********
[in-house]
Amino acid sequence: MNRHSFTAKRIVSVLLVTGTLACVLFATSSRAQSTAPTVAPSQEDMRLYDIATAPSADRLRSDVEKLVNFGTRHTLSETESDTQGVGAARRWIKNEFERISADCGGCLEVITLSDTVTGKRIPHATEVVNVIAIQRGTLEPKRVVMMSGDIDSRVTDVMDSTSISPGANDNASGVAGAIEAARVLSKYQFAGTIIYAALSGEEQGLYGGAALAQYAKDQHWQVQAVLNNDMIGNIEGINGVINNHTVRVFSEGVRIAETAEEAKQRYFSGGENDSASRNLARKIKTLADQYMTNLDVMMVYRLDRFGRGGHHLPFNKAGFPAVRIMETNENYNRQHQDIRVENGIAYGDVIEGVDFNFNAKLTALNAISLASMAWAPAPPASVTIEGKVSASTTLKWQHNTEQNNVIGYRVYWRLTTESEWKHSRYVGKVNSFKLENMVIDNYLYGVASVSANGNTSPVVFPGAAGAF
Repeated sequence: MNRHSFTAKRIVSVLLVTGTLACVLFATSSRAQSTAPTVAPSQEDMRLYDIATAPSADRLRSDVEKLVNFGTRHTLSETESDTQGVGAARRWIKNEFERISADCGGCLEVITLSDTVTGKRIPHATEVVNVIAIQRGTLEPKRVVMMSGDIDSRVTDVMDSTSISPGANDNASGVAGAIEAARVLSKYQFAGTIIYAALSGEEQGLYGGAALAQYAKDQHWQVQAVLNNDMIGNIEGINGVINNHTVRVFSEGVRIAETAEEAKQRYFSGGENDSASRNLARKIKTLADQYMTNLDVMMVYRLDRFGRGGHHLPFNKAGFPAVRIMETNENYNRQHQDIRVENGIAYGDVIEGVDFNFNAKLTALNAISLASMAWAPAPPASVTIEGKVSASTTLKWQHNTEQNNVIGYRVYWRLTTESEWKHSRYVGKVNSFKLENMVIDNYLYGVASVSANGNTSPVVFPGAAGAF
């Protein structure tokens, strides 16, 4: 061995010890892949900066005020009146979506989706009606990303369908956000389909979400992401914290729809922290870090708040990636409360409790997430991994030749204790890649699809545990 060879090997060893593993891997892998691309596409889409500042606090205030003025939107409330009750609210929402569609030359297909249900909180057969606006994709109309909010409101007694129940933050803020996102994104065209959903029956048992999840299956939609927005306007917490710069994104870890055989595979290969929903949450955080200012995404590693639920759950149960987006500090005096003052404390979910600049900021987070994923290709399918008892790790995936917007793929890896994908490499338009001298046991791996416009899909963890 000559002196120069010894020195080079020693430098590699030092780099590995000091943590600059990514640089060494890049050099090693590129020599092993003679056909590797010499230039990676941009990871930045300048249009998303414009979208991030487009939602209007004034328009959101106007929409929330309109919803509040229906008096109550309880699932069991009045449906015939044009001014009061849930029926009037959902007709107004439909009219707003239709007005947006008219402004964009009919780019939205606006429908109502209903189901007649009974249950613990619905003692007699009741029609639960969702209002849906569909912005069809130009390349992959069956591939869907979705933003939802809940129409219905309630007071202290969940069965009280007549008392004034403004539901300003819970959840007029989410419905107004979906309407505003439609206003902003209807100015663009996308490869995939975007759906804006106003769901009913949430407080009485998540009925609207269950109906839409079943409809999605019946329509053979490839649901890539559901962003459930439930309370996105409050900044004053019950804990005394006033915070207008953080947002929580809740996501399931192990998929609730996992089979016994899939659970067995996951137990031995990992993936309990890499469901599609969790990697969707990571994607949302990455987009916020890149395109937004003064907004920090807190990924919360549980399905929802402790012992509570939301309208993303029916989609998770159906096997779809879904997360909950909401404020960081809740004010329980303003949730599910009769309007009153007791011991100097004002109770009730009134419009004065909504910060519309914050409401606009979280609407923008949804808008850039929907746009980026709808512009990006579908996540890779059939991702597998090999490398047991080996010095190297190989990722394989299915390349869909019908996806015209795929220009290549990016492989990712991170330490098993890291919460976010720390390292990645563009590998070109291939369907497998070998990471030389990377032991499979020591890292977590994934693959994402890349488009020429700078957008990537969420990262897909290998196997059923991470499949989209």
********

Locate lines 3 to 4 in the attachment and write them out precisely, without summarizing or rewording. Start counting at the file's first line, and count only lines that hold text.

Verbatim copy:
Repeated sequence: MNRHSFTAKRIVSVLLVTGTLACVLFATSSRAQSTAPTVAPSQEDMRLYDIATAPSADRLRSDVEKLVNFGTRHTLSETESDTQGVGAARRWIKNEFERISADCGGCLEVITLSDTVTGKRIPHATEVVNVIAIQRGTLEPKRVVMMSGDIDSRVTDVMDSTSISPGANDNASGVAGAIEAARVLSKYQFAGTIIYAALSGEEQGLYGGAALAQYAKDQHWQVQAVLNNDMIGNIEGINGVINNHTVRVFSEGVRIAETAEEAKQRYFSGGENDSASRNLARKIKTLADQYMTNLDVMMVYRLDRFGRGGHHLPFNKAGFPAVRIMETNENYNRQHQDIRVENGIAYGDVIEGVDFNFNAKLTALNAISLASMAWAPAPPASVTIEGKVSASTTLKWQHNTEQNNVIGYRVYWRLTTESEWKHSRYVGKVNSFKLENMVIDNYLYGVASVSANGNTSPVVFPGAAGAF
């Protein structure tokens, strides 16, 4: 061995010890892949900066005020009146979506989706009606990303369908956000389909979400992401914290729809922290870090708040990636409360409790997430991994030749204790890649699809545990 060879090997060893593993891997892998691309596409889409500042606090205030003025939107409330009750609210929402569609030359297909249900909180057969606006994709109309909010409101007694129940933050803020996102994104065209959903029956048992999840299956939609927005306007917490710069994104870890055989595979290969929903949450955080200012995404590693639920759950149960987006500090005096003052404390979910600049900021987070994923290709399918008892790790995936917007793929890896994908490499338009001298046991791996416009899909963890 000559002196120069010894020195080079020693430098590699030092780099590995000091943590600059990514640089060494890049050099090693590129020599092993003679056909590797010499230039990676941009990871930045300048249009998303414009979208991030487009939602209007004034328009959101106007929409929330309109919803509040229906008096109550309880699932069991009045449906015939044009001014009061849930029926009037959902007709107004439909009219707003239709007005947006008219402004964009009919780019939205606006429908109502209903189901007649009974249950613990619905003692007699009741029609639960969702209002849906569909912005069809130009390349992959069956591939869907979705933003939802809940129409219905309630007071202290969940069965009280007549008392004034403004539901300003819970959840007029989410419905107004979906309407505003439609206003902003209807100015663009996308490869995939975007759906804006106003769901009913949430407080009485998540009925609207269950109906839409079943409809999605019946329509053979490839649901890539559901962003459930439930309370996105409050900044004053019950804990005394006033915070207008953080947002929580809740996501399931192990998929609730996992089979016994899939659970067995996951137990031995990992993936309990890499469901599609969790990697969707990571994607949302990455987009916020890149395109937004003064907004920090807190990924919360549980399905929802402790012992509570939301309208993303029916989609998770159906096997779809879904997360909950909401404020960081809740004010329980303003949730599910009769309007009153007791011991100097004002109770009730009134419009004065909504910060519309914050409401606009979280609407923008949804808008850039929907746009980026709808512009990006579908996540890779059939991702597998090999490398047991080996010095190297190989990722394989299915390349869909019908996806015209795929220009290549990016492989990712991170330490098993890291919460976010720390390292990645563009590998070109291939369907497998070998990471030389990377032991499979020591890292977590994934693959994402890349488009020429700078957008990537969420990262897909290998196997059923991470499949989209």